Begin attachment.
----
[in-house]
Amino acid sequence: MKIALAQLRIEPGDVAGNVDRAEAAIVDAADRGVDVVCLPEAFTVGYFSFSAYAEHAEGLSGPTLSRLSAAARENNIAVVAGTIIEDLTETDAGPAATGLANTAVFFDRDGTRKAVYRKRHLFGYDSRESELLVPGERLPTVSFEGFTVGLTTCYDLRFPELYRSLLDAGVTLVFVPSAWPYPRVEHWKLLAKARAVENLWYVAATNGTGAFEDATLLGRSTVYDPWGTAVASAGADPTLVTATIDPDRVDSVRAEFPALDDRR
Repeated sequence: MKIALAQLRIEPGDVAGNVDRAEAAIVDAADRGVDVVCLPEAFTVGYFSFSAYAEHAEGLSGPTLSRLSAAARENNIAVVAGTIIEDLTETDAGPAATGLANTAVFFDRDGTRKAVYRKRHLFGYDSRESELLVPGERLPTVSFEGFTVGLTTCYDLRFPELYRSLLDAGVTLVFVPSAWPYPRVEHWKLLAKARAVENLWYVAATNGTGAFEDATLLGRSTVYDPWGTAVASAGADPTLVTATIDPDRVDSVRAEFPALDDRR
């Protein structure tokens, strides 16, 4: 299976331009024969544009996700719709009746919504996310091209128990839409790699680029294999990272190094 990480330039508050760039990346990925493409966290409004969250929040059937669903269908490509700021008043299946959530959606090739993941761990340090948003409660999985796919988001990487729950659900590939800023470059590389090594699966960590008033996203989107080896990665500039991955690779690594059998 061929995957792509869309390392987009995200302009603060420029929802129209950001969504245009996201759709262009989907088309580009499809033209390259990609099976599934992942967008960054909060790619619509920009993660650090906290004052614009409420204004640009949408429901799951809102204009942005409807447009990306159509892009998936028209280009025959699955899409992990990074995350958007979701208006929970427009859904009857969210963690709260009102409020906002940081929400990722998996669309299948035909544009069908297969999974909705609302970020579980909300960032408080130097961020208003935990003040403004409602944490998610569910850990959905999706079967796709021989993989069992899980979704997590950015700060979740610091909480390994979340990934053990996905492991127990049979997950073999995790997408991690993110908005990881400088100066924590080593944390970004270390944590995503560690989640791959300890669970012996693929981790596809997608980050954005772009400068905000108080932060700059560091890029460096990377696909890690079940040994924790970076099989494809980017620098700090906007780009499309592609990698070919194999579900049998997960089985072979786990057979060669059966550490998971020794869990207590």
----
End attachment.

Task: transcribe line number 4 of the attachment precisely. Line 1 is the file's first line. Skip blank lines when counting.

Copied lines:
């Protein structure tokens, strides 16, 4: 299976331009024969544009996700719709009746919504996310091209128990839409790699680029294999990272190094 990480330039508050760039990346990925493409966290409004969250929040059937669903269908490509700021008043299946959530959606090739993941761990340090948003409660999985796919988001990487729950659900590939800023470059590389090594699966960590008033996203989107080896990665500039991955690779690594059998 061929995957792509869309390392987009995200302009603060420029929802129209950001969504245009996201759709262009989907088309580009499809033209390259990609099976599934992942967008960054909060790619619509920009993660650090906290004052614009409420204004640009949408429901799951809102204009942005409807447009990306159509892009998936028209280009025959699955899409992990990074995350958007979701208006929970427009859904009857969210963690709260009102409020906002940081929400990722998996669309299948035909544009069908297969999974909705609302970020579980909300960032408080130097961020208003935990003040403004409602944490998610569910850990959905999706079967796709021989993989069992899980979704997590950015700060979740610091909480390994979340990934053990996905492991127990049979997950073999995790997408991690993110908005990881400088100066924590080593944390970004270390944590995503560690989640791959300890669970012996693929981790596809997608980050954005772009400068905000108080932060700059560091890029460096990377696909890690079940040994924790970076099989494809980017620098700090906007780009499309592609990698070919194999579900049998997960089985072979786990057979060669059966550490998971020794869990207590």